28 December 2013

Books glorious books

I haven't posted about books in over 6 months. I knew it had been a while, but that's still surprising to me. Must do better.

I slowed down posting about books before I stopped working at the library back in April. Since changing job I have been reading less, books don't surround me as they once did, but I certainly haven't stopped reading. I got to a point where I had so much to catch up on that it was just easier to stop, plus around June there was a heatwave (by UK standards) and I find it harder to think when I'm too hot. Still it's high time I got back into writing about books.

These aren't all the books I've read in the last 6 months, but a selection of my favourites. The end of the year seems like an appropriate time to list things.

Earth Girl - Janet Edwards
This YA SF book is about a girl with an autoimmune condition that dramatically impacts her life and a love of history (I may have experienced some fellow feeling). Jarra is smart and stubborn, determined to show the off-worlders she has always resented that those stuck on Earth aren't inferior. There's romance and drama and unexpected twists as well as an interesting vision of the future. The setting doesn't rely on dystopia for drama, if anything a triumph of the book is that its worldbuilding shows how ordinary life operates in a distant future with advanced tech and different cultures.

The Corpse-Rat King - Lee Battersby
A weird fantasy starring a cynical conman who somehow gets confused with the kind of the dead. Marius's talks his way back to the world of the living by promising to bring the dead a new king, then tries to avoid fulfilling his vow. We get a lot of Marius's backstory, showing both his life and the history of his country. The twists and diversions are strange, unexpected and often comical, meaning that this doesn't feel like a typical fantasy.

Blood in the Water - Juliet E. McKenna
The 2nd book in the Lescari Revolution trilogy, my review of the 1st is here. This book deals with warfare as the rebels who are trying to rid their land of warring dukes put their plans into action. This story shows not only battles and magic but the repercussions that conflict has on those who don't fight. The characters and story are complex, with different viewpoints clashing just as strongly as armies and mercenaries.

Trickster Makes this World - Lewis Hyde
This non-fiction book explores the role of tricksters in various mythologies and posits what these figures say about humans and society. It was an interesting mix of mythology, anthropology, natural history and psychology. As well as looking at ancient and tribal cultures there was also discussion of how boundaries and creativity work in modern society with focus on variety of figures including artists and abolitionists. The book wasn't quite what I expected, it was a very broad view of how tricksters fall outside of defined categories and how the spirit of tricksters is important in the creation of human culture.

For my birthday (at the end of April) I got a Kindle, so I've started reading ebooks. I still prefer paper books, but I haven't read that many ebooks yet, so I'm still getting used to the interface. I expect I'll read more ebooks in future.

The Killing Moon (Kindle edition) - N. K. Jemisin
This fantasy is set in a world where the goddess of dreams is worshipped and peace must be upheld. The peace is upheld by Gatherers who harvest dream magic. When something dangerous and corrupt is created in secret a senior Gatherer and his apprentice must disrupt go against their vows and training in order to restore order. This is another excellent secondary-world fantasy from the author, whose debut trilogy I really enjoyed. The world is well constructed and has flavours of ancient Egypt but is much more than a copy of an existing culture, the characters are engaging and their viewpoints make sense despite how unusual their culture is.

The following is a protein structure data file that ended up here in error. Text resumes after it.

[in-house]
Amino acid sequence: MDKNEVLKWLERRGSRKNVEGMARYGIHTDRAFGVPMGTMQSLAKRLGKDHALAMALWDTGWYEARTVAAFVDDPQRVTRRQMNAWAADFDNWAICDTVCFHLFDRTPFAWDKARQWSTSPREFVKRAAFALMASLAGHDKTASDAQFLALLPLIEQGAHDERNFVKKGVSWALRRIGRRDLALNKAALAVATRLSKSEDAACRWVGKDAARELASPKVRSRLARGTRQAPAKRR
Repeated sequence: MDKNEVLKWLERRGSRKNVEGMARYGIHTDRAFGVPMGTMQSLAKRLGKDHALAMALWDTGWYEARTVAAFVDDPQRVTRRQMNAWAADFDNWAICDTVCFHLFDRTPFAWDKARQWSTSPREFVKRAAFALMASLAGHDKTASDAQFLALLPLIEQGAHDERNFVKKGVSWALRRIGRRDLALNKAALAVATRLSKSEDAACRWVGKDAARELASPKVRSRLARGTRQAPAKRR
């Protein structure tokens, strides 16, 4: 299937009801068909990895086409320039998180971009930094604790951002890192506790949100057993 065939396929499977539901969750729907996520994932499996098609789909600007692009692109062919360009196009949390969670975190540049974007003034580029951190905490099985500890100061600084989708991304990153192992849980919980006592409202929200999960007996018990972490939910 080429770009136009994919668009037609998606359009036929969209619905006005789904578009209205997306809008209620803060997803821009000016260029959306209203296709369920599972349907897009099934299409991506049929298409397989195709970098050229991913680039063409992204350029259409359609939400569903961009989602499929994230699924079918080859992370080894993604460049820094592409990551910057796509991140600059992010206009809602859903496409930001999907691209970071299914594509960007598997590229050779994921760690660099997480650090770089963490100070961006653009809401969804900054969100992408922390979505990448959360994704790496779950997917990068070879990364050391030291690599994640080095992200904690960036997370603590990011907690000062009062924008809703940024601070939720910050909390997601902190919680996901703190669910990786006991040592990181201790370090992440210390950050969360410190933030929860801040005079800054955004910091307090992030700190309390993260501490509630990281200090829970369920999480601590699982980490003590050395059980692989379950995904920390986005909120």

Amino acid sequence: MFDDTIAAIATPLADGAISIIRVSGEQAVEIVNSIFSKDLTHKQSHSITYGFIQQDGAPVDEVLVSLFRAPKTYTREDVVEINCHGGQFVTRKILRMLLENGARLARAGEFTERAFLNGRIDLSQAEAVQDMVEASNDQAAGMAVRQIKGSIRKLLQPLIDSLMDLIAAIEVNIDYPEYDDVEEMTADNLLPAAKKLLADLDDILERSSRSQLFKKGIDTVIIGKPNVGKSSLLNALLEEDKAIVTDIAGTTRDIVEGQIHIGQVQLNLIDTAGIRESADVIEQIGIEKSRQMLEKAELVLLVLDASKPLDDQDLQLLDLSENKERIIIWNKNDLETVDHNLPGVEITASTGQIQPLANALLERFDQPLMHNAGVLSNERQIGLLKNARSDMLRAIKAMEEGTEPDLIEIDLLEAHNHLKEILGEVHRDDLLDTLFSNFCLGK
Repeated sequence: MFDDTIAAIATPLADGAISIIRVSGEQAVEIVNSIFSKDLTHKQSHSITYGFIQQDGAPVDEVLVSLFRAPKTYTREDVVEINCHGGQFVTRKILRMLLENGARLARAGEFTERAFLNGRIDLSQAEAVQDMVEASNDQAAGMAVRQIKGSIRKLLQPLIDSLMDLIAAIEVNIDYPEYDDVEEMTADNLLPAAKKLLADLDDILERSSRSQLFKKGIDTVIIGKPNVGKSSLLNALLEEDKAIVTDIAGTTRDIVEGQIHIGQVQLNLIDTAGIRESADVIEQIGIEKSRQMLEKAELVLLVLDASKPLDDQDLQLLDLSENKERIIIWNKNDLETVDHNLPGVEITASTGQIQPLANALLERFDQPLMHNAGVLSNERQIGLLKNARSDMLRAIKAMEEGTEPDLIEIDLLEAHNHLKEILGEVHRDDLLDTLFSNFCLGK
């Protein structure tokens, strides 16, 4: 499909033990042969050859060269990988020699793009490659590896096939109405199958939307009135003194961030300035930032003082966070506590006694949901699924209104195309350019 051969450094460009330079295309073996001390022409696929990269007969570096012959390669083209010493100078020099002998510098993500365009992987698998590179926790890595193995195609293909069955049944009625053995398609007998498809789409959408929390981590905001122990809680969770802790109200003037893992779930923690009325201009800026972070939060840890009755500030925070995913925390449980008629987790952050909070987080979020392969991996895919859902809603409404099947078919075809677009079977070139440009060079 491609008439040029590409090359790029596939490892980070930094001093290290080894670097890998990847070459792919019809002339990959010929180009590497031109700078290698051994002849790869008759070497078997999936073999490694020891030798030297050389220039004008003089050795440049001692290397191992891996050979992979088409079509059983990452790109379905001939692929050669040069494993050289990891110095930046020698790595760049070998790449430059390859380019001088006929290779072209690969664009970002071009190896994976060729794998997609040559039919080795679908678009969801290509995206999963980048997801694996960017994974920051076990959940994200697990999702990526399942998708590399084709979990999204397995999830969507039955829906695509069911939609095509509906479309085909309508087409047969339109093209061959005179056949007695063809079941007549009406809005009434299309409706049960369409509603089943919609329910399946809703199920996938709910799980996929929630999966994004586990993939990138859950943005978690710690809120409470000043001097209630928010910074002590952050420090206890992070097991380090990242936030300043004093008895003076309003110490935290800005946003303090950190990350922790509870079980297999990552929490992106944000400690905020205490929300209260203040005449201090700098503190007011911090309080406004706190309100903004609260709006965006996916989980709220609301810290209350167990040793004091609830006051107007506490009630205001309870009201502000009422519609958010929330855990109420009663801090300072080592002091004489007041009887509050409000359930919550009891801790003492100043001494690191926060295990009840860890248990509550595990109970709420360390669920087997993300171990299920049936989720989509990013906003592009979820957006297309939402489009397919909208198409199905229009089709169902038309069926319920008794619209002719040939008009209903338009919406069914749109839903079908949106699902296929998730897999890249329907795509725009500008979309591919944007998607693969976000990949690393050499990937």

Hookers and Blowe (Kindle edition) - Mhairi Simpson
This novella deals with a tough, successful police detective who suddenly find himself confronted by the supernatural. Fighting his bad memories and trying to find a way to do his job in circumstances he doesn't understand DC Robert Blowe has to try and combat killers he can't arrest. This fantasy crime is an inventive story with a hard bitten character who has unexpected depths.

Owl Stretching (Kindle edition) - Kate Laity
Ro is kind of a shaman, living in an uneasy world post-invasion where lazy aliens will eat anyone who comes to close. Her best friend, Simon, recently woke up from a ten year coma, and convinces Ro to go on a road trip to bury his dead cat. Ro also undertakes a spiritual journey that mirrors the ancient myth of a goddess descending to the underworld. Ro is a very engaging character, her telling of the story is full of tangents and quotes and asides. Her messy thinking, changing emotions and flaws make her very easy to like and fun to read about, and the story takes various unexpected twists.

Osama (Kindle edition) - Lavie Tidhar
Set in a world where Osama Bin Laden is a character in a cheap, pulpy paperback series. Private detective Joe is asked to track down the reclusive author of the series. Joe travels to cities around the world on the trail. I've enjoyed Lavie Tidhar's short stories and his distinctive style is clear in this novel too. Joe's investigation is interspersed with descriptions of terrorist attacks, fiction in the novel, yet all too real to the reader. Joe travels through a world that is familiar and yet different to our own, encountering people who seem to be somewhere else entirely where fiction is real. The locations are described in an immersive way that really gives the reader a sense of place. This feeling may have been enhanced because I read the book while I was on my first trip outside of the UK in about 4 years, so it was fitting to read a book with so much travel.

12 December 2013